ST. SIMONS ISLAND, Ga. -- Dozens of beachgoers stepped in to help several pilot whales that beached on a coastal Georgia island on Tuesday, according to local authorities and videos shared on social media.
Dixie McCoy, who witnessed the rescue and posted live footage of it on Facebook, told CNN at least 20 whales came near the shore of St. Simons Island's East Beach.
About five or six whales from the pod beached themselves, and bystanders worked to push the animals back to sea, Georgia Department of Natural Resources (DNR) spokesman Tyler Jones told CNN in an emailed statement.
"As we arrived at the beach, we noticed a group of people in the water. At first we thought they had dolphins doing some sort of show," McCoy said. "As we got closer, we couldn't believe what we saw."
"It was so sad to see so many whales on the beach," she continued. "Everyone was trying so hard to get them back in the water. "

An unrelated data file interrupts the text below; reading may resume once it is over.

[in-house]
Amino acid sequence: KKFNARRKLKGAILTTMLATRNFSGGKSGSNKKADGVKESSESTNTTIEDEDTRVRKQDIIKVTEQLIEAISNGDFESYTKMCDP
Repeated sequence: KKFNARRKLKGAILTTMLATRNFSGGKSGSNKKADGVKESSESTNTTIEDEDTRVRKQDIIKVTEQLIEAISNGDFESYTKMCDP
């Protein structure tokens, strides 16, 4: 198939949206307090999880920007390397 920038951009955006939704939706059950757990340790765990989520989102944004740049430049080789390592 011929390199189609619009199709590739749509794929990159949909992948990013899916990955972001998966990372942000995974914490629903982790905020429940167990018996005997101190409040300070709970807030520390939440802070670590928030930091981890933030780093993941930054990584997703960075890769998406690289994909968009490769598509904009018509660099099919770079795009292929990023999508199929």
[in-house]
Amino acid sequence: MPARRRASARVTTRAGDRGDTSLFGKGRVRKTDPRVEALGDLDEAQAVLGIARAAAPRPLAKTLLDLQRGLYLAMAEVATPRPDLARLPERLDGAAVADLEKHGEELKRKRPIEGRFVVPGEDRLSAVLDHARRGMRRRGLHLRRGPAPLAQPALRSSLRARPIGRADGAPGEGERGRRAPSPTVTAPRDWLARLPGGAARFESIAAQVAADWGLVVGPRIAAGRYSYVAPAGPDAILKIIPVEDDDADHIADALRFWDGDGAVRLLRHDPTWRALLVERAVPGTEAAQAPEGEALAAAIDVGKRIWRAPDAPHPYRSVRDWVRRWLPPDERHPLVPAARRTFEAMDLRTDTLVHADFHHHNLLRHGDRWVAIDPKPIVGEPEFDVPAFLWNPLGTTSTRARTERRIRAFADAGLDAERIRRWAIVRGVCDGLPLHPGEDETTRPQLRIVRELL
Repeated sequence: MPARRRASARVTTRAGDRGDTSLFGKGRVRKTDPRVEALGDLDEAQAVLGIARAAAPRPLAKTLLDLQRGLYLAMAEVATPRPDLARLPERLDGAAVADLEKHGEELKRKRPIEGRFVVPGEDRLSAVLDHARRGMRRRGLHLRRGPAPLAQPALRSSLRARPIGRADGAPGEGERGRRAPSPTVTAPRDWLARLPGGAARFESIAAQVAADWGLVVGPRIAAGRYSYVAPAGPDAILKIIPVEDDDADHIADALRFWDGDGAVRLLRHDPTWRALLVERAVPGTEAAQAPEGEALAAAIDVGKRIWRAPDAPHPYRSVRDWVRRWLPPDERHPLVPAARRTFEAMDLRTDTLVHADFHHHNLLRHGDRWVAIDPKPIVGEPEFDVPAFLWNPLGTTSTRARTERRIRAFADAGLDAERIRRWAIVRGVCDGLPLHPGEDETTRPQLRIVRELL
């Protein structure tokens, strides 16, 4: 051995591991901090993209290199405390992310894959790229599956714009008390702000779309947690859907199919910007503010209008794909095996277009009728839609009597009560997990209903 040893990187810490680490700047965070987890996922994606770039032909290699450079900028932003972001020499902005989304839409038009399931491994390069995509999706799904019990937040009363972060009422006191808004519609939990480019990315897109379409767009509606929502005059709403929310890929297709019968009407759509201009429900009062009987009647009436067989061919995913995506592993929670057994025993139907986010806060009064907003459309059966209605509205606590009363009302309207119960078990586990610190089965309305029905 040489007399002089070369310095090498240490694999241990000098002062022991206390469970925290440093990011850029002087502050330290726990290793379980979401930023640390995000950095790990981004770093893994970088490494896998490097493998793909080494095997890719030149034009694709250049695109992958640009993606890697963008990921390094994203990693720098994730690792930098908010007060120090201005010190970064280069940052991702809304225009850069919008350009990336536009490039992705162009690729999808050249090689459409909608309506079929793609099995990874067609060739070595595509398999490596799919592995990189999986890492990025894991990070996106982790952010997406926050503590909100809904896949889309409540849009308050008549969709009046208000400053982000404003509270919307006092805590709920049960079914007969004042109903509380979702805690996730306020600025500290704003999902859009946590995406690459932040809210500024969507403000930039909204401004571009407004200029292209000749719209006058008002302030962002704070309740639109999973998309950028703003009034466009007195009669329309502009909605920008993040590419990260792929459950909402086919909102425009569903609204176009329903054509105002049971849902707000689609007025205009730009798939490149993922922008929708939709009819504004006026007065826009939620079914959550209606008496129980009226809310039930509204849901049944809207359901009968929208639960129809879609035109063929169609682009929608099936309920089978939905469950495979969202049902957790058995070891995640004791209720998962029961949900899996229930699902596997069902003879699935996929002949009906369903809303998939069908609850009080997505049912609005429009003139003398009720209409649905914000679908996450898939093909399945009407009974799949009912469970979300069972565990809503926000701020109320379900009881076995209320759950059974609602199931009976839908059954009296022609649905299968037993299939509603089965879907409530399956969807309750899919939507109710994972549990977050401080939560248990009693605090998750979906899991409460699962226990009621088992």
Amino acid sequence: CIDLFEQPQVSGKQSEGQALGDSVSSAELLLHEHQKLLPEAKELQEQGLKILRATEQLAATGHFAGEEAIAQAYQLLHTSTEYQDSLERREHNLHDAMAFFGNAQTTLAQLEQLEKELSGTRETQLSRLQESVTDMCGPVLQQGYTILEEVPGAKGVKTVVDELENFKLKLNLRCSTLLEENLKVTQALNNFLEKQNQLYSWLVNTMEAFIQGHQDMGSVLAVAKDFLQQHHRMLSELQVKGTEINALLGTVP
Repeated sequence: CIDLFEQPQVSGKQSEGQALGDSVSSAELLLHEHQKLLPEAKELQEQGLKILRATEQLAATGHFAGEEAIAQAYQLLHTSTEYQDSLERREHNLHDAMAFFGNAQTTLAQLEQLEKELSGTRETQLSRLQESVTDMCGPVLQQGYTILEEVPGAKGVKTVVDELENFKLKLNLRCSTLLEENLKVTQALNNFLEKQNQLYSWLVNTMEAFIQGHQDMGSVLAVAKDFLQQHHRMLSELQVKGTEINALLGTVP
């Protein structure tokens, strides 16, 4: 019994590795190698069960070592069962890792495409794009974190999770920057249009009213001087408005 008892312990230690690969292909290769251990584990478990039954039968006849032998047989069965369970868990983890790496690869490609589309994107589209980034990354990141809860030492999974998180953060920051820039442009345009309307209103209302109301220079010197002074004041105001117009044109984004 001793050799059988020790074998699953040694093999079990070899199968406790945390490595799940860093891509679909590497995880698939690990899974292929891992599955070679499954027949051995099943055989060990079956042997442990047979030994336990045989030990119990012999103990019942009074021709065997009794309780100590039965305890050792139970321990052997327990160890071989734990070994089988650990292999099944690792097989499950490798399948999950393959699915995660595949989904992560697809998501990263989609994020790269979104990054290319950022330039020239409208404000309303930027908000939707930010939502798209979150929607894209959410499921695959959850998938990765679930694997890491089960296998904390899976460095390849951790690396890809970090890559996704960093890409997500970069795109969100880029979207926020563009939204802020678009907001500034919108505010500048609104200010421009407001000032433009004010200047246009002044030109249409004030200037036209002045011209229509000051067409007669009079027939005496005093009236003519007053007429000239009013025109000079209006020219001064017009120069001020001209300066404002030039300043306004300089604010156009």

It is unclear why the animals beached on the island, although pilot whales "are among the most likely species of whale to beach," according to the DNR. "They are highly social animals and will frequently follow leaders and attempt to congregate around sick or injured individuals," the DNR said.
"While stranding is a known natural occurrence, the only thing we can do is to continue pushing them out to sea," wildlife biologist Clay George said in a separate statement that the DNR released Wednesday.
Thanks to the volunteers and first responders, the majority of whales made it back to the water to continue their journey, the DNR said.
Two of them died -- one on East Beach, and the other about half mile south of St. Simons Pier on private property, the department said.
The corpses of the two animals are slated for removal and will be taken to a wildlife management area for necropsy.
Glynn County's emergency management agency called the incident "an unusual occurrence" on a Facebook post, adding that events like these "can really show the level of care and support from our community."
Pilot whales are members of the dolphin family and second in size only to the killer whale, according to the American Cetacean Society.AlertMe